Ages 14-up. At home in a neighborhood riven with gang strife, Starr Carter, 16, is both the grocer's daughter and an outsider, because she attends private school many miles away. But at Williamson Prep, where she's among a handful of black students, she can't be herself either: no slang, no anger, no attitude. That version of herself--"Williamson Starr"--"doesn't give anyone a reason to call her ghetto." She's already wrestling with what Du Bois called "double consciousness" when she accepts a ride home from Khalil, a childhood friend, who is then pulled over and shot dead by a white cop. Starr's voice commands attention from page one, a conflicted but clear-eyed lens through which debut author Thomas examines Khalil's killing, casual racism at Williamson, and Starr's strained relationship with her white boyfriend. Though Thomas's story is heartbreakingly topical, its greatest strength is in its authentic depiction of a teenage girl, her loving family, and her attempts to reconcile what she knows to be true about their lives with the way those lives are depicted--and completely undervalued--by society at large. Agent: Brooks Sherman, Bent Agency. (Feb.). 464p. PUBLISHERS WEEKLY, c2016.
School Library Journal | 01/01/2017
Gr 8 Up. After Starr and her childhood friend Khalil, both black, leave a party together, they are pulled over by a white police officer, who kills Khalil. The sole witness to the homicide, Starr must testify before a grand jury that will decide whether to indict the cop, and she's terrified, especially as emotions run high. By turns frightened, discouraged, enraged, and impassioned, Starr is authentically adolescent in her reactions. Inhabiting two vastly different spheres--her poor, predominantly black neighborhood, Garden Heights, where gangs are a fact of life, and her rich, mostly white private school--causes strain, and Thomas perceptively illustrates how the personal is political: Starr is disturbed by the racism of her white friend Hailey, who writes Khalil off as a drug dealer, and Starr's father is torn between his desire to support Garden Heights and his need to move his family to a safer environment. The first-person, present-tense narrative is immediate and intense, and the pacing is strong, with Thomas balancing dramatic scenes of violence and protest with moments of reflection. The characterization is slightly uneven; at times, Starr's friends at school feel thinly fleshed out. However, Starr, her family, and the individuals in their neighborhood are achingly real and lovingly crafted. VERDICT Pair this powerful debut with Jason Reynolds and Brendan Kiely's All American Boys to start a conversation on racism, police brutality, and the Black Lives Matter movement. Mahnaz Dar, School Library Journal. 464p. SCHOOL LIBRARY JOURNAL, c2017.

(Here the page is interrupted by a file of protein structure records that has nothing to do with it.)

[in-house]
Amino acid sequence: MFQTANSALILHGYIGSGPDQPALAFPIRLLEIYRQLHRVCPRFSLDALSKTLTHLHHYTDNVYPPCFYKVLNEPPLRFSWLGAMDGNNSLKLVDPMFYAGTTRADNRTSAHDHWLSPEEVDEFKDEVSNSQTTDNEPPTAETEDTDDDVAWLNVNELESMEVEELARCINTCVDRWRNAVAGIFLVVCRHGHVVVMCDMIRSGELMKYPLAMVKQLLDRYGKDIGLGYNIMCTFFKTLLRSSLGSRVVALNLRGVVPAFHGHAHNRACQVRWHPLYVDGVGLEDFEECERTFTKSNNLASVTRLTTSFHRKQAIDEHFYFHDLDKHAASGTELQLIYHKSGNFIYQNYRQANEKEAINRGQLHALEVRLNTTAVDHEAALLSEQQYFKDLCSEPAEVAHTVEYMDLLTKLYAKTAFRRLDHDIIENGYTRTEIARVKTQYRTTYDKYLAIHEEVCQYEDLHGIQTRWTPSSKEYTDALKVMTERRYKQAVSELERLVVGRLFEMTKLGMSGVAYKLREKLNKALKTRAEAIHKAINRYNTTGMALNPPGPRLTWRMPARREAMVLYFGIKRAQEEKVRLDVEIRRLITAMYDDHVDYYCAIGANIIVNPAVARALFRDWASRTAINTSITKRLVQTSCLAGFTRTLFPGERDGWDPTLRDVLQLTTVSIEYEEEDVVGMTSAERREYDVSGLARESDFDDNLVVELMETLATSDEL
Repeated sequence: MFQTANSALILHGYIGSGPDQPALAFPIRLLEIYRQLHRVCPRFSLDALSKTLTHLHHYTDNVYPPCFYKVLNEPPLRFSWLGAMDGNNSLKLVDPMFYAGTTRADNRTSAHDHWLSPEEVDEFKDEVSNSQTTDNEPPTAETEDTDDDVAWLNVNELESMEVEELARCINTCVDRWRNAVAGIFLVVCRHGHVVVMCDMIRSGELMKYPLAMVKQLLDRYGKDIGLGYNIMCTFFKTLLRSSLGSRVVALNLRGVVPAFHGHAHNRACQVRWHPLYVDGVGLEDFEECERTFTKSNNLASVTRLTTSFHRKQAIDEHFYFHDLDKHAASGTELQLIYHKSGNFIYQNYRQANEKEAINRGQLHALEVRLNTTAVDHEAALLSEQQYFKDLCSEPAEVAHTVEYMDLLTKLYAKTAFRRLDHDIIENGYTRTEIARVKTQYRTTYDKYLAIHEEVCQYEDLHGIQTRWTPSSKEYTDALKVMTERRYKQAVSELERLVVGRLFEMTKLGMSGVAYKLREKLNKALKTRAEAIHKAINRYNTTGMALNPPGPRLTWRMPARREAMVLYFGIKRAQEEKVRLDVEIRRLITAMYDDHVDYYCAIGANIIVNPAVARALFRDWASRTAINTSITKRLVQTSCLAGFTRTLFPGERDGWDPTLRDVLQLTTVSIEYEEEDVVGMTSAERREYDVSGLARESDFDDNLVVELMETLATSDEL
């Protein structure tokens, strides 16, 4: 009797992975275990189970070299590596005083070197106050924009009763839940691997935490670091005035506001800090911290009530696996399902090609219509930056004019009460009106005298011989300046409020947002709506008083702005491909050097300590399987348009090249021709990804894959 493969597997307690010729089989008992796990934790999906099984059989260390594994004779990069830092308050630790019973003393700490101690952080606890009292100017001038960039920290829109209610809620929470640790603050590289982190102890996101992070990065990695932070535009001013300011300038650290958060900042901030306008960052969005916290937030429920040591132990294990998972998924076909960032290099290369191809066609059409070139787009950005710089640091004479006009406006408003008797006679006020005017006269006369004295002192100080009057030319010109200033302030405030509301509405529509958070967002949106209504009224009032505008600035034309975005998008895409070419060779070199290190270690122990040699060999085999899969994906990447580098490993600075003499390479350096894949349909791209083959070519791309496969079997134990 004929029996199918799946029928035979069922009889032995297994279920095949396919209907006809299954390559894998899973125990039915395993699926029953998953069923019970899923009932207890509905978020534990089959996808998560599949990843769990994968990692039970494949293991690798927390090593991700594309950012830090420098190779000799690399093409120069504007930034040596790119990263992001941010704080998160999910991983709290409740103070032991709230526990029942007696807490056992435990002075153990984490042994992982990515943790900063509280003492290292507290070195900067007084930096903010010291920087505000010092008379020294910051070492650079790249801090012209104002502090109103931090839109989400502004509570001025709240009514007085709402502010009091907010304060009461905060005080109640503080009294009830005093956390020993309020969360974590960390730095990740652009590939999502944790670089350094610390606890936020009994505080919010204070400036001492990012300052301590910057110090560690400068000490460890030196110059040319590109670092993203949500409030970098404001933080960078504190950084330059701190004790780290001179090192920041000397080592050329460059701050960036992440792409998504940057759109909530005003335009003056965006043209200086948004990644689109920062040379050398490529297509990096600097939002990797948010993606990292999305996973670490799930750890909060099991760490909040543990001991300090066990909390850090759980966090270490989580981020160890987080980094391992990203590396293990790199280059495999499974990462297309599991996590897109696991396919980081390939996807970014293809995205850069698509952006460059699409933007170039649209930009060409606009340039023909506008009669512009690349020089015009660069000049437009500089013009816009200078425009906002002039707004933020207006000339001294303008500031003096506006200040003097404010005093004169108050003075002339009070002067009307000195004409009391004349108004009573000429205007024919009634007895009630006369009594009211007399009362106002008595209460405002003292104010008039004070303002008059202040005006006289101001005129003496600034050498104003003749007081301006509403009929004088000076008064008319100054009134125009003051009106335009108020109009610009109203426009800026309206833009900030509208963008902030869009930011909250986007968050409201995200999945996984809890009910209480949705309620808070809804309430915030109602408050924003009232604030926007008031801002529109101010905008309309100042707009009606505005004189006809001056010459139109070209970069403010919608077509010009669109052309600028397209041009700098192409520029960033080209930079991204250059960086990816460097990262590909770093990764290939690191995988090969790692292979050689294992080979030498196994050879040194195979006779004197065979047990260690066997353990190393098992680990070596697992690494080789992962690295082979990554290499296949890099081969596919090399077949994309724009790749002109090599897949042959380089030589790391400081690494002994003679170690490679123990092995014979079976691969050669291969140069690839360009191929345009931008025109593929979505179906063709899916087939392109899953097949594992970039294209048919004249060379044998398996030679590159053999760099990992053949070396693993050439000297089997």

VOYA (Voice of Youth Advocates Magazine) | 02/01/2017